Racial gaps in homeownership run deep on Long Island, AG report shows

The OAG’s report found that people of color have fewer mortgage applications, higher rates of denial for loans, and more expensive loans.

Rachel Yonkunas

Oct 31, 2023, 9:30 PM

Updated 225 days ago

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There are stark racial gaps in homeownership in every region of New York, according to a new report by the Office of the Attorney General (OAG)—and they cut deep in western Nassau and Suffolk counties.
The OAG’s report found that people of color have fewer mortgage applications, higher rates of denial for loans, and more expensive loans.
The study investigated how the history of housing and lending discrimination has yielded disparities, both among households of different races and neighborhoods of different races.
The disparities result in higher housing costs for homebuyers of color—making it harder for communities of color to build financial security and overcome decades of systemic discrimination in the housing market, New York Attorney General Letitia James said.
The report analyzed several datasets, including from the Home Mortgage Disclosure Act (HMDA) and Federal Deposit Insurance Corporation (FDIC) for bank-branch locations.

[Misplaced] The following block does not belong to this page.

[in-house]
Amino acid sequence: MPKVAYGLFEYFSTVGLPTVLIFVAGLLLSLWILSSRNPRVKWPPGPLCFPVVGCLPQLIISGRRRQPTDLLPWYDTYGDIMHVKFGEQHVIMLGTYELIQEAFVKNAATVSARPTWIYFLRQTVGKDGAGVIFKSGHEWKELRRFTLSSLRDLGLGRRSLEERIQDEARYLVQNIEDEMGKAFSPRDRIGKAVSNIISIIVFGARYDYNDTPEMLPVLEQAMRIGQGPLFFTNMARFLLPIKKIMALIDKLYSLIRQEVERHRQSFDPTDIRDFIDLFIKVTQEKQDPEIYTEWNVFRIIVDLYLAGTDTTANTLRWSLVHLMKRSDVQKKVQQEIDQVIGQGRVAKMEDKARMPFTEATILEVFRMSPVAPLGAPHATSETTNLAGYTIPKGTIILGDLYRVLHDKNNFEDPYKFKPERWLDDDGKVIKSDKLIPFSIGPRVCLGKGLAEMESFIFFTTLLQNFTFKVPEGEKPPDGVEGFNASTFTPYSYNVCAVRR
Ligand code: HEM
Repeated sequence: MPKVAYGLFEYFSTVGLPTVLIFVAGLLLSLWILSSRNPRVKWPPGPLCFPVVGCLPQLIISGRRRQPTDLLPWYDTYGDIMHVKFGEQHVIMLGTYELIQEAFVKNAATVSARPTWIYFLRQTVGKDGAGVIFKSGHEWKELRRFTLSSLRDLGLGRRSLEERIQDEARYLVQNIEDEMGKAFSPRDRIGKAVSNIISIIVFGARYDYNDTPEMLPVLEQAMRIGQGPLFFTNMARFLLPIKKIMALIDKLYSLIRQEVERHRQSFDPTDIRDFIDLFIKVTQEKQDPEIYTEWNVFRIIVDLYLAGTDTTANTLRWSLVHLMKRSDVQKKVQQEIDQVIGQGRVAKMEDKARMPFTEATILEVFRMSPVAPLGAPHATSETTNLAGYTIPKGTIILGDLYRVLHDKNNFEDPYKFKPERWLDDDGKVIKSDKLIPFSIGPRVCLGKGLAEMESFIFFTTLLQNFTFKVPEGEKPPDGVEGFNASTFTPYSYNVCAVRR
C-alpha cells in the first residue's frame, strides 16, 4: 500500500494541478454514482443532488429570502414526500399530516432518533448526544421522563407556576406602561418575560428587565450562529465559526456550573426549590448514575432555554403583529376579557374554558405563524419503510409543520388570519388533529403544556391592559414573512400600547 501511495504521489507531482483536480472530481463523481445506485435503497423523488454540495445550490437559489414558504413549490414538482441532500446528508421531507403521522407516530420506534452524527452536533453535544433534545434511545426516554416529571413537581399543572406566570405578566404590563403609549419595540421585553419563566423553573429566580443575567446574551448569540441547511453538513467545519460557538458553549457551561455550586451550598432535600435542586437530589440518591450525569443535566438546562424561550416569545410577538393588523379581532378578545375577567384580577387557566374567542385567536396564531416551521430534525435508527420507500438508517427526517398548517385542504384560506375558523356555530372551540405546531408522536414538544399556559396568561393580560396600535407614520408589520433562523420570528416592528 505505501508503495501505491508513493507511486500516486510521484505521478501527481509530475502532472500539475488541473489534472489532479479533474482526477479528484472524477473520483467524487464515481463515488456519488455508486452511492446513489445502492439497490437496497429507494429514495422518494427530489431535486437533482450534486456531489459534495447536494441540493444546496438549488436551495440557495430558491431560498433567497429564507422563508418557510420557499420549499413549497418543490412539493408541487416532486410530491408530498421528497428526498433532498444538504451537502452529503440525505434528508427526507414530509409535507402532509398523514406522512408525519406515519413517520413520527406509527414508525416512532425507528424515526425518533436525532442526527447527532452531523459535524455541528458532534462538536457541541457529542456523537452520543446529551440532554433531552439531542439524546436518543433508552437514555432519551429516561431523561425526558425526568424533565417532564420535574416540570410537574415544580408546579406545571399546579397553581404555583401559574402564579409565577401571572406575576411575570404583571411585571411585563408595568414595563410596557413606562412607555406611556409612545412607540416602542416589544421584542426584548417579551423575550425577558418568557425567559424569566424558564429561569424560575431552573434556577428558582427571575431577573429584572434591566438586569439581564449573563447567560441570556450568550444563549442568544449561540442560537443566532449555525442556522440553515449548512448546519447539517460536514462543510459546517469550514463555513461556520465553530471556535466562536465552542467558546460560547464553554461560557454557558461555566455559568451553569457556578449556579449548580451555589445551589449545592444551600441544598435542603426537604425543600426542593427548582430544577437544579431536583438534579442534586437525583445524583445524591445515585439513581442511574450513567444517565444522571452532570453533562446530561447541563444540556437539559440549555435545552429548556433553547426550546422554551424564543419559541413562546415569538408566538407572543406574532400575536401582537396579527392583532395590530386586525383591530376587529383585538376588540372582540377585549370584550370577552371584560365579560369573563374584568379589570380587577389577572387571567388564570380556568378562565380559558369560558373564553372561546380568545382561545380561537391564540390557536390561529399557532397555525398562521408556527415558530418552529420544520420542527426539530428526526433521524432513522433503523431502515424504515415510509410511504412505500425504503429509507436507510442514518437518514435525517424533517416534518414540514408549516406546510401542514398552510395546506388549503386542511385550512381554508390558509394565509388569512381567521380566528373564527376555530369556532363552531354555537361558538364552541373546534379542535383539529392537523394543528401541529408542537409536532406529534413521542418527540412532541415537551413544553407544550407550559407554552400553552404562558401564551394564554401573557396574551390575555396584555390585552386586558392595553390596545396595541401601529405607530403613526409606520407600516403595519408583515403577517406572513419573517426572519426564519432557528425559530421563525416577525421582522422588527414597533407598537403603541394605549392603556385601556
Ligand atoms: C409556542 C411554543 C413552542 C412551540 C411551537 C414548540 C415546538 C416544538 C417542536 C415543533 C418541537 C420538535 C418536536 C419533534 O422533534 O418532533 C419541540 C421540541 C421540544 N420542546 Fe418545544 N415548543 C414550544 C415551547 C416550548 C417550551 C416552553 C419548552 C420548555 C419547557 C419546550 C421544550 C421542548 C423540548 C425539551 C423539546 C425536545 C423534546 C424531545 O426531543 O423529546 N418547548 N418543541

It said there is a clear lack of mortgage applications from neighborhoods of color at the western ends of both Nassau and Suffolk counties. The OAG’s report suggests this could be due to the failure of lenders to open branches in communities of color and build meaningful relationships there.
Fewer applications by people of color could also be due to a mistrust of financial institutions among these communities because of a history of predatory lending, the report stated.
Of those who do apply on Long Island, the OAG said that people of color were 37% more likely to be denied a loan than white applicants—even if they have higher credit scores.
Ian Wilder, executive director of Long Island Housing Services, said there needs to be structural changes to how banking is done.
“This is not a bug in the system. It’s how the system was built and was never changed,” said Wilder. “We need to change the system if we want a different outcome. The Attorney General’s Office did have some good suggestions, things like public banks. Also, they talk about better access to banking. We need to think about new systems to get people the money.”

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The report did offer some solutions such as providing banking services at libraries or post offices, subsidizing down payments and interest rates for first-generation homebuyers and increasing resources for government agencies’ fair lending investigations.


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